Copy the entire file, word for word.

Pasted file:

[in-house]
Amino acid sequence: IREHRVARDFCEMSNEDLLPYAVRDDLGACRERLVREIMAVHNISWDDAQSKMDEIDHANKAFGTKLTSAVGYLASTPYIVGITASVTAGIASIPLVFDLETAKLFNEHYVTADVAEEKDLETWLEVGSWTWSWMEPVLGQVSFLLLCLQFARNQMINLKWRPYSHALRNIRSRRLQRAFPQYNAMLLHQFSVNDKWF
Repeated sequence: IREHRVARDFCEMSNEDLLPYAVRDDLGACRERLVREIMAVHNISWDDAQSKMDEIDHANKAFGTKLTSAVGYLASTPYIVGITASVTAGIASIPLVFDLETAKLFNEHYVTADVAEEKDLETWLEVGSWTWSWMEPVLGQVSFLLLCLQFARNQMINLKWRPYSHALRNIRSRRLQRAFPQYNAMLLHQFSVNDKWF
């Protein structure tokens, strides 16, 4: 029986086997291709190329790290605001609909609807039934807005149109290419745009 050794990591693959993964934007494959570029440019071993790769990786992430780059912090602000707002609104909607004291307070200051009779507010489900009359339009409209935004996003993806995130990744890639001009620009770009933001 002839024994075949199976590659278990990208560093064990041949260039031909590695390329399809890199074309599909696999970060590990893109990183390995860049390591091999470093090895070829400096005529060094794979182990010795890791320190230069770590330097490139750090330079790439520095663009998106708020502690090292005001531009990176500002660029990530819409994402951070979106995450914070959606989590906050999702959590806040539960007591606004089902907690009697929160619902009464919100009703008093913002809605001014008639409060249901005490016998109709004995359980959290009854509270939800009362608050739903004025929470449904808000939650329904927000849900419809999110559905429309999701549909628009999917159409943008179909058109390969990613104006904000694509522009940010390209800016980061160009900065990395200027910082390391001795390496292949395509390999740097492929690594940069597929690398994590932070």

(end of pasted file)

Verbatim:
[in-house]
Amino acid sequence: IREHRVARDFCEMSNEDLLPYAVRDDLGACRERLVREIMAVHNISWDDAQSKMDEIDHANKAFGTKLTSAVGYLASTPYIVGITASVTAGIASIPLVFDLETAKLFNEHYVTADVAEEKDLETWLEVGSWTWSWMEPVLGQVSFLLLCLQFARNQMINLKWRPYSHALRNIRSRRLQRAFPQYNAMLLHQFSVNDKWF
Repeated sequence: IREHRVARDFCEMSNEDLLPYAVRDDLGACRERLVREIMAVHNISWDDAQSKMDEIDHANKAFGTKLTSAVGYLASTPYIVGITASVTAGIASIPLVFDLETAKLFNEHYVTADVAEEKDLETWLEVGSWTWSWMEPVLGQVSFLLLCLQFARNQMINLKWRPYSHALRNIRSRRLQRAFPQYNAMLLHQFSVNDKWF
């Protein structure tokens, strides 16, 4: 029986086997291709190329790290605001609909609807039934807005149109290419745009 050794990591693959993964934007494959570029440019071993790769990786992430780059912090602000707002609104909607004291307070200051009779507010489900009359339009409209935004996003993806995130990744890639001009620009770009933001 002839024994075949199976590659278990990208560093064990041949260039031909590695390329399809890199074309599909696999970060590990893109990183390995860049390591091999470093090895070829400096005529060094794979182990010795890791320190230069770590330097490139750090330079790439520095663009998106708020502690090292005001531009990176500002660029990530819409994402951070979106995450914070959606989590906050999702959590806040539960007591606004089902907690009697929160619902009464919100009703008093913002809605001014008639409060249901005490016998109709004995359980959290009854509270939800009362608050739903004025929470449904808000939650329904927000849900419809999110559905429309999701549909628009999917159409943008179909058109390969990613104006904000694509522009940010390209800016980061160009900065990395200027910082390391001795390496292949395509390999740097492929690594940069597929690398994590932070």